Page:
Two Possible Scenarios for the Virginia 8th CD Democratic Primary

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    I was playing with numbers in the 8th CD Democratic primary, and came up with a couple scenarios for final results that seem plausible to me. Both scenarios assume that Fairfax County plus Falls Church will make up 42% of the vote; Arlington County 36% of the vote; and Alexandria 22% of the vote. In Scenario 1 (click on image to “embiggen”), Don Beyer wins Fairfax/Falls Church 48%-20%-17% over Patrick Hope and Adam Ebbin, respectively; Ebbin wins Alexandria 23% over Beyer, Lavern Chatman and Bill Euille at 20% each; and Hope wins Arlington with 45% of the vote over Beyer with 32% and Ebbin with 11%.

    In Scenario 2 (click on image to “embiggen”), Beyer wins Fairfax/Falls Church with 41%, while Hope and Ebbin tie at 23%; Ebbin wins Alexandria with 23% over Beyer, Chatman and Euille at 20% each; and Hope wins Arlington with 35% over Beyer (30%) and Ebbin (25%). This is basically the “Ebbin’s Being Underestimated Scenario.” In this scenario, Ebbin surges in Arlington, going from 11% in Scenario 1 to 25% in Scenario 2, and cutting into Hope’s Arlington share (goes down from 45% to 35%). I don’t think it’s highly likely that will happen, but it’s possible. Plus, I’m never going to underestimate Adam Ebbin, having done that once before (in his Senate primary against Rob Krupicka and Libby Garvey), which Ebbin won in come-from-behind fashion.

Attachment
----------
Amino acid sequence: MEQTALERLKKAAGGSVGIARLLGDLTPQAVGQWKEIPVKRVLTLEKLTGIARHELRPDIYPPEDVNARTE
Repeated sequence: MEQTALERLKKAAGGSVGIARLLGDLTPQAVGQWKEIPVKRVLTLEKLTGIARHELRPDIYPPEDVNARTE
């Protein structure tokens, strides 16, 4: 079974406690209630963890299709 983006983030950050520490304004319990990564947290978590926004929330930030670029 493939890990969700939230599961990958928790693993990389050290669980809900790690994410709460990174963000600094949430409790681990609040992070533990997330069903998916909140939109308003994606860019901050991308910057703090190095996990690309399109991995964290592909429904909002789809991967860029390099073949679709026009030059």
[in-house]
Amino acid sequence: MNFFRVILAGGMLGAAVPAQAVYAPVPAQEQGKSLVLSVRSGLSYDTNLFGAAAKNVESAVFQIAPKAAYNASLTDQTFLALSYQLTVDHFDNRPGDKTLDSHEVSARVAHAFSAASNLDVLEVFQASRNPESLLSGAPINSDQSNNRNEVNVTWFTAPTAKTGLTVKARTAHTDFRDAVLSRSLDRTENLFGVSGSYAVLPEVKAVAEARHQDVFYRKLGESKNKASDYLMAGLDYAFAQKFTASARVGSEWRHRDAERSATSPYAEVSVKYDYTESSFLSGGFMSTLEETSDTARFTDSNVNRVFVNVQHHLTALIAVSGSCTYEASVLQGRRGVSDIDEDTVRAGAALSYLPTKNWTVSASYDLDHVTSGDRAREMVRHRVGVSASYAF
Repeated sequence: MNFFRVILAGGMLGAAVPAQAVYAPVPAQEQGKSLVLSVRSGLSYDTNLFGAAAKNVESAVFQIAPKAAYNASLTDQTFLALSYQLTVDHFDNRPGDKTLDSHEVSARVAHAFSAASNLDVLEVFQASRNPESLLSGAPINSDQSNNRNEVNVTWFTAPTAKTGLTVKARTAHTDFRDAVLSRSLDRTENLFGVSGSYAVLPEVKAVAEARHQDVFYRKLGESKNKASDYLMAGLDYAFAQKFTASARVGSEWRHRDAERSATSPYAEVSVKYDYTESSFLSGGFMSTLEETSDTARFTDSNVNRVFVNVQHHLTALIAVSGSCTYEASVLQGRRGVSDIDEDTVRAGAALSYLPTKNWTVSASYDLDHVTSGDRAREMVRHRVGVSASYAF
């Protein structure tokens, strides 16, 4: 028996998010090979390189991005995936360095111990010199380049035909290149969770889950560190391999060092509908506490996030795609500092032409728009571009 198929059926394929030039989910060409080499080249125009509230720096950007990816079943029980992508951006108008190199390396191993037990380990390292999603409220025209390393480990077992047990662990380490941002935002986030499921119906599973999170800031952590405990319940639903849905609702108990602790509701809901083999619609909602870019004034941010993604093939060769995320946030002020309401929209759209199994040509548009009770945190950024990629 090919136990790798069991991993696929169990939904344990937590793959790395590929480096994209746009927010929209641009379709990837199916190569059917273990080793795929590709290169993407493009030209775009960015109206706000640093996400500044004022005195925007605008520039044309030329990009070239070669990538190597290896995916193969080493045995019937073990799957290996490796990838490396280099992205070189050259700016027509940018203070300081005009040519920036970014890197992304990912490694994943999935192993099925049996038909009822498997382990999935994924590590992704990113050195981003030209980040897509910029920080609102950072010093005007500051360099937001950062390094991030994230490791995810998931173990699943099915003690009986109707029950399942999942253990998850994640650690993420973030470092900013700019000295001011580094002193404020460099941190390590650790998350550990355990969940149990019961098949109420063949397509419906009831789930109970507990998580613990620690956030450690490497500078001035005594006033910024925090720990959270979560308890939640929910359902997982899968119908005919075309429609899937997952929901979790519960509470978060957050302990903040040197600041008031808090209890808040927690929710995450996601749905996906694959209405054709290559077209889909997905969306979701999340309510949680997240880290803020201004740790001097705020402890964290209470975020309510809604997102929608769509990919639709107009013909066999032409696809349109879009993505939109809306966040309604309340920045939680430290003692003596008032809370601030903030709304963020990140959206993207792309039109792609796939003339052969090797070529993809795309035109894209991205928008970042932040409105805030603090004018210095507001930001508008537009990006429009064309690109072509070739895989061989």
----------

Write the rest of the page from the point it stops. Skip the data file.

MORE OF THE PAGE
As it looks to me right now, in both scenarios, Don Beyer would win the election. For Patrick Hope to win, he’d have to significantly increase his share of Fairfax County/Falls Church. In Scenario 2, for Adam Ebbin to win, he’d have to really eat into Hope’s share of Arlington County, while increasing his Fairfax/Falls Church share.

    As for the other candidates, let’s just say that in playing around with the numbers – which are based on whatever information I’ve been able to glean from the various campaigns, FEC reports, etc., plus discussions with knowledgeable Dems – I’m not seeing paths to victory for them. The problem for the Alexandria candidates (with the exception of Don Beyer, who really isn’t an Alexandria candidate per se; even though he lives in Old Town now, he has a much wider profile for a variety of reasons, such as that he was LG for two terms and ran for Governor), is that there are so many of them, meaning they cannibalize each others’ support in Alexandria, plus they don’t have much name ID outside of Alexandria, and most don’t have the financial resources to gain that name ID over the next 7 weeks.